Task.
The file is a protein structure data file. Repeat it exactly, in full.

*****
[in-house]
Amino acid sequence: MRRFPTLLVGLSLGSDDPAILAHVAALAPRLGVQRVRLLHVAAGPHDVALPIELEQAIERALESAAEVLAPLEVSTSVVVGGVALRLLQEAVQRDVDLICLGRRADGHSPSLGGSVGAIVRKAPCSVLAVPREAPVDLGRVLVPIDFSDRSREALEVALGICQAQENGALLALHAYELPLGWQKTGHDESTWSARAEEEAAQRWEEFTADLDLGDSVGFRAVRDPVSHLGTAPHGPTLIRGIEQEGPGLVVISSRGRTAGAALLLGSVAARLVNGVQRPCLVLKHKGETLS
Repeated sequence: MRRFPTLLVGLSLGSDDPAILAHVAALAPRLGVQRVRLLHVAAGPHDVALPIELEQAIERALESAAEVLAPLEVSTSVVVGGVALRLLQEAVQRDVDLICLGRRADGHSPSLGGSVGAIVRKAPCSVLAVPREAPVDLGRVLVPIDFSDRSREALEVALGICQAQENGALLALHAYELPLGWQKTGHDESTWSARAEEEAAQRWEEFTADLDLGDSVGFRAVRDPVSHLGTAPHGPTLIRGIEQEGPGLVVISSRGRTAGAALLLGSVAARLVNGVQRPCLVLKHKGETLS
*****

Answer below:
[in-house]
Amino acid sequence: MRRFPTLLVGLSLGSDDPAILAHVAALAPRLGVQRVRLLHVAAGPHDVALPIELEQAIERALESAAEVLAPLEVSTSVVVGGVALRLLQEAVQRDVDLICLGRRADGHSPSLGGSVGAIVRKAPCSVLAVPREAPVDLGRVLVPIDFSDRSREALEVALGICQAQENGALLALHAYELPLGWQKTGHDESTWSARAEEEAAQRWEEFTADLDLGDSVGFRAVRDPVSHLGTAPHGPTLIRGIEQEGPGLVVISSRGRTAGAALLLGSVAARLVNGVQRPCLVLKHKGETLS
Repeated sequence: MRRFPTLLVGLSLGSDDPAILAHVAALAPRLGVQRVRLLHVAAGPHDVALPIELEQAIERALESAAEVLAPLEVSTSVVVGGVALRLLQEAVQRDVDLICLGRRADGHSPSLGGSVGAIVRKAPCSVLAVPREAPVDLGRVLVPIDFSDRSREALEVALGICQAQENGALLALHAYELPLGWQKTGHDESTWSARAEEEAAQRWEEFTADLDLGDSVGFRAVRDPVSHLGTAPHGPTLIRGIEQEGPGLVVISSRGRTAGAALLLGSVAARLVNGVQRPCLVLKHKGETLS